> So the reason the Stellia exists in a world where there’s the Utopia is for isolated listening. Utopia is open-back (completely leaks sound in and out), where the Stellia is a closed-back version of it (same driver). However, we found that the Stellia isn’t as isolating as closed-backs typically are. Some of that may be attributed to the looser fit, or it may be the ear pad materials. For instance, a person next to us could too easily tell what we were listening to, and that’s not even listening loud. Likewise, sound too easily leaks in as well. Fortunately, music can easily drown most of it out unless it’s a really noisy environment.
> One other note (minor but mention-able) is the noticeable, constant feel of more contact/pressure from the bottom points of the ear cups than the top. Because of the headphone’s strictly circular shape, the bottom of the head is the first contact, then the cups rotate from there to fit around the sides. We could notice slight pressure reaching to the back of our teeth as a result. It’s in no way fatiguing, fortunately, but may annoying/distracting to some users.
> There’s a bit to say about the included cables (the balanced XLR and unbalanced 3.5mm have the same construction). Focusing on the 3.5mm-terminated cable, its shortness is curious. Also, if this headphone can be used with any player (it’s only 35 ohm impedance), the cable shouldn’t be so thick (and notably stiff as a result). It’s a bit overbearing. That said, I totally appreciate the aesthetic, built from super tightly wound fabrics (seemingly seamless) that alternates between black and the signature cognac color. Only minor contention we see is little “hairs” of the fabric throughout that have popped up over the time that interrupt the clean look (third picture above).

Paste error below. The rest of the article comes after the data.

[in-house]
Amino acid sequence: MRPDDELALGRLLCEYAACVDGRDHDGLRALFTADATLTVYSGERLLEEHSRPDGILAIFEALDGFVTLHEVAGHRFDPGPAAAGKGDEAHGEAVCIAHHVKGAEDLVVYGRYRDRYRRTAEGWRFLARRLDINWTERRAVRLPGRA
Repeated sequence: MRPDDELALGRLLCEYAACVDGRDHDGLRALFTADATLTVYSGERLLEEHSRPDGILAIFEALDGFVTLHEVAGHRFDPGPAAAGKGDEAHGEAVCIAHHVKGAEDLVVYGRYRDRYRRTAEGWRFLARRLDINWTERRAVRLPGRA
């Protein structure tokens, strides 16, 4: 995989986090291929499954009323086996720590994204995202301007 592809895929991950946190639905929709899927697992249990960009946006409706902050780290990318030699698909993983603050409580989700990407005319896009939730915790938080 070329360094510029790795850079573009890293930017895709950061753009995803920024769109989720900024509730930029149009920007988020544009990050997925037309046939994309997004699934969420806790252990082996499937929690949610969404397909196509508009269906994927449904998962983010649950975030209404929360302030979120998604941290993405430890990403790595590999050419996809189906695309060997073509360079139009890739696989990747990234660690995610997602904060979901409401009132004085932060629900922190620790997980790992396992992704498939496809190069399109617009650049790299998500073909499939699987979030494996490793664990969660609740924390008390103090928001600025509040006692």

> A positive of the thick cable and materials is that microphonics are practically negligible.
> We like that the ear cups use a simple 3.5mm connect. There’s no weird, proprietary design that would limit users if they desired a different, third-party cable. It’s just a simple plug in, like it should be.
> Onto the sound, the bass response is one of our favorite qualities. Where the Focal Utopia can be seen as bass-light, the result of closing the ear cups off with the Stellia is as expected – more air pressure gets contained, leading a warmer signature and oomph to the low end. However, it’s no where near overly so. Focal didn’t just cap the ends and call it a day. For instance, hidden within the logo on the outside of each ear cup is actually a pressure-relieving opening. Within the cups is a resonance-damping and acoustic diffusing topography. The mindful engineering gives something powerful but controlled. We can’t see anyone calling the Stellia’s bass bloated or loose despite its warmth.
> The bass stays uniformly strong from the sub-bass through mid-bass, and never lacking body. We found that its impact is really determined by the track; if you’re wanted to feel deep rumble or vigorous jabs, you certainly will with complete authority and layered detail. And even in moments of bustle, it won’t spill over and affect or outshine any other sounds. The bass as a whole is just exquisite.
> This excellence extends up through the lower mid-range, which continues to be bodied, clean, natural in tone, and articulated. The region stays full and impactful, with excellent vocal presence (can almost be called “forward”), so certainly no recessed V-shaped signature here.